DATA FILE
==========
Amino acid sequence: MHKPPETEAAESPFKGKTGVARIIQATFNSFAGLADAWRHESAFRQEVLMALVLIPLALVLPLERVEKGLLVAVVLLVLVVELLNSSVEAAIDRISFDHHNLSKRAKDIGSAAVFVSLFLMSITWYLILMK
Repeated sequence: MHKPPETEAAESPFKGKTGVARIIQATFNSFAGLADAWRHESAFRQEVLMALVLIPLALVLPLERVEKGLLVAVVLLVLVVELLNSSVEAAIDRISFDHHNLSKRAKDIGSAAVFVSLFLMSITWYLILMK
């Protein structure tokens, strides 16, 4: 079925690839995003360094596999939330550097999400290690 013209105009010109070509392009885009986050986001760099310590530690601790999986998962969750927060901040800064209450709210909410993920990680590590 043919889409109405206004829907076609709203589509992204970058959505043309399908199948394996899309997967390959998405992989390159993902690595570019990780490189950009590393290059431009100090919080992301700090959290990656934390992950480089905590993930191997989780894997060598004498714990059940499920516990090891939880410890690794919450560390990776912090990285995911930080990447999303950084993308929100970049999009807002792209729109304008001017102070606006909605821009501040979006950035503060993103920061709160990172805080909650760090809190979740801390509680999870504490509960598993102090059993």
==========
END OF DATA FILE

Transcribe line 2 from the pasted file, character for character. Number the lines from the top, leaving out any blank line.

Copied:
Repeated sequence: MHKPPETEAAESPFKGKTGVARIIQATFNSFAGLADAWRHESAFRQEVLMALVLIPLALVLPLERVEKGLLVAVVLLVLVVELLNSSVEAAIDRISFDHHNLSKRAKDIGSAAVFVSLFLMSITWYLILMK